Friday, 19 April 2013

Should We Reconsider Works Of Charity?

During Lauds this morning it struck me that, for many Christians, the Church has become merely an organisation through which Christians make a collective material contribution to the world. The value of the Church has been reduced to only the tangible activities that the Church engages in to make the world a better place.

In my humble opinion the charitable and other similar activities that the Church engages in throughout the world are the natural consequence of the Church accomplishing its mission. They are however not the primary reason that Jesus established the Church. They are not the primary reason for which the Church exists.

The truth is that Church exists to proclaim the good news of Jesus so that everyone will have eternal life. That is the objective of the Church. To get everyone to heaven!

Jesus says: “I came that they may have life, and have it abundantly.[1]

The Church is not here to feed hungry people. The Church is not here to heal physically and mentally sick people. The Church is not here to give homes to homeless people. The Church is not here to give comfort to victims of violence. The Church is not here to carry out any of these, note very well, undeniably extremely important activities.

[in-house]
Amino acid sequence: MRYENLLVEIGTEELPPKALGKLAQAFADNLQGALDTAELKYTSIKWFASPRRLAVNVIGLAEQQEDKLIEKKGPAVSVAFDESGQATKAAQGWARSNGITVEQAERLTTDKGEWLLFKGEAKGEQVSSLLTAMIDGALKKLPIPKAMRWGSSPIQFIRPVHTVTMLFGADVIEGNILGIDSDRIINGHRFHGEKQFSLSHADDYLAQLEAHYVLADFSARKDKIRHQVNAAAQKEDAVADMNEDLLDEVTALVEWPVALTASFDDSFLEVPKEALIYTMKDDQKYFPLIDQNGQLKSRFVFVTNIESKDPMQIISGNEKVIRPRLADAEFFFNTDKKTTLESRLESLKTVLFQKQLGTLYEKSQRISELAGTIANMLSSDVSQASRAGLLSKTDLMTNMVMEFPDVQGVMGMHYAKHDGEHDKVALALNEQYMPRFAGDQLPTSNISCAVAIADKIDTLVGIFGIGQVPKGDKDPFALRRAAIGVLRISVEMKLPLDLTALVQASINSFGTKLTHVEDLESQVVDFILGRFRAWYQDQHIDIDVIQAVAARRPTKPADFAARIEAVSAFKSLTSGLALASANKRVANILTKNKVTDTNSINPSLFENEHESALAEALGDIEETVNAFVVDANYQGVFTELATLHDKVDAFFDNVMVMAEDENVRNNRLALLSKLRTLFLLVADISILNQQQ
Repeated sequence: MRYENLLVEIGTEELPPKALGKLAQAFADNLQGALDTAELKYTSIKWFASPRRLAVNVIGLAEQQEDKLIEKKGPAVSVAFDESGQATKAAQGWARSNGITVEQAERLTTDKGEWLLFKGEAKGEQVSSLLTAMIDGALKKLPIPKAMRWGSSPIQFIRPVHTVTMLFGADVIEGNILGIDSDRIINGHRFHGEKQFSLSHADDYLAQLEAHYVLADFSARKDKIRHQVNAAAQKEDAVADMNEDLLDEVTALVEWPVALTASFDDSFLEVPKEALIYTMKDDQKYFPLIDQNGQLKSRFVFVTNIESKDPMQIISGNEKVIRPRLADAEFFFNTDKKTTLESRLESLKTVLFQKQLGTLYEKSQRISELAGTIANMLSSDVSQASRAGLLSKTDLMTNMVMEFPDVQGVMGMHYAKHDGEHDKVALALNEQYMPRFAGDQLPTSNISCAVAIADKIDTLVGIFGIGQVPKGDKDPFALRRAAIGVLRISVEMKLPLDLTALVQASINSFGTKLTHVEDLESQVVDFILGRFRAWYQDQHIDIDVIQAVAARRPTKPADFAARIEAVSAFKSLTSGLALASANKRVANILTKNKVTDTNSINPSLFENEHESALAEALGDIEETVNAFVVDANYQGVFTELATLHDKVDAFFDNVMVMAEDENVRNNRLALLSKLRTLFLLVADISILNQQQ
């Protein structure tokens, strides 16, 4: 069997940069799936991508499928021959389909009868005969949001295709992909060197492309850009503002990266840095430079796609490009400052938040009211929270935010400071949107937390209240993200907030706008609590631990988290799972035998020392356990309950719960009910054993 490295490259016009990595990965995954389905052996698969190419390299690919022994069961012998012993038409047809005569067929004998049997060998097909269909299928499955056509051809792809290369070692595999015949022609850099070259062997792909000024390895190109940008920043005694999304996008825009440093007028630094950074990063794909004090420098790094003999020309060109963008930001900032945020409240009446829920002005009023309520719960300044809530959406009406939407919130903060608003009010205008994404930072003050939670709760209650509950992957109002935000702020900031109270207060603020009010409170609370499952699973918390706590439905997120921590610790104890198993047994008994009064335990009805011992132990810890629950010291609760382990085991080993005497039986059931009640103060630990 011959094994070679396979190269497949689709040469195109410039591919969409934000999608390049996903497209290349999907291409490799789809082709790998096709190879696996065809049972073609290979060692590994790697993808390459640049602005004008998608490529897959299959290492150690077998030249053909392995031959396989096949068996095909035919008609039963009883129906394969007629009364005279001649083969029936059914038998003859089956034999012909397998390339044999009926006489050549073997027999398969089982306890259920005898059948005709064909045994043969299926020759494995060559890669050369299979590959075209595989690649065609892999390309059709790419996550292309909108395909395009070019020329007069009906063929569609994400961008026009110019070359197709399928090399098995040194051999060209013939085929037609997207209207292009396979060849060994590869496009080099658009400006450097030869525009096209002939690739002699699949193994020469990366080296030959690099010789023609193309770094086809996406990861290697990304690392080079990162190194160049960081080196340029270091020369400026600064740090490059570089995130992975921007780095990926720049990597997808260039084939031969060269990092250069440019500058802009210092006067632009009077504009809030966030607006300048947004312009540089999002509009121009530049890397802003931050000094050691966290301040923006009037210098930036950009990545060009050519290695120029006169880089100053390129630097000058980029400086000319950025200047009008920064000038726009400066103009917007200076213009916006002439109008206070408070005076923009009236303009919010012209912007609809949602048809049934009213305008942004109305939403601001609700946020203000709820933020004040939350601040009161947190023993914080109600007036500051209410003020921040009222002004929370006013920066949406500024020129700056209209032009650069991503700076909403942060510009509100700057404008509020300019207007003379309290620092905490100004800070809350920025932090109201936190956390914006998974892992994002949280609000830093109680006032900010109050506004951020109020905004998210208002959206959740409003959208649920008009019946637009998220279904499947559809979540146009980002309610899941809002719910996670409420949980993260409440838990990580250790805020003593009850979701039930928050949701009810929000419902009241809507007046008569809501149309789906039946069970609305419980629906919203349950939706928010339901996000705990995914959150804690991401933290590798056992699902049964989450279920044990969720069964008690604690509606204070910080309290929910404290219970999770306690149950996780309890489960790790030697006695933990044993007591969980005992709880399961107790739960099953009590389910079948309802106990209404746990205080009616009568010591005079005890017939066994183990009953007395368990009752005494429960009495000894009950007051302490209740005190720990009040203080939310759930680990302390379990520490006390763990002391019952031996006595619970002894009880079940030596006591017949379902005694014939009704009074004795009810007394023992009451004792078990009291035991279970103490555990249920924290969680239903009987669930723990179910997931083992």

The Church is here so that everyone can be given the message of eternal life. That is why our Lord suffered, died and rose from the dead!

I am not for one moment suggesting that the Church or anyone else should stop all the charitable activities that it engages in; not at all. These works are the signs of our faith in action. They are signs of a person who believes in Jesus. This is what Christians do when they believe in Jesus!

I am however suggesting that we need to ask ourselves whether we may at times have forgotten, in our zeal to do good works, what our true purpose is. We must consider whether we have forgotten that our mission is to help people get to know Jesus, so that they can inherit eternal life too. Are we so caught up with doing 'good' that we actually begin to miss doing the most important good? 

What would the point be if we were to feed a man today, clothe him in warm clothes, give him treatment for his illness and then, when he dies tomorrow, we find or realise that we hadn’t got around to telling him about Jesus.

Would that man be any better off tomorrow after meeting us, than if he had been the richest man in the world, without having any reason to meet and receive our charity before he died?

[1] John 10: 10

1 comment:

  1. family care foundation reviewWednesday, 15 May 2013 at 10:00:00 GMT+2

    Honestly it was okey to have a activities like this, the youth is engage what is happen outside their environment.


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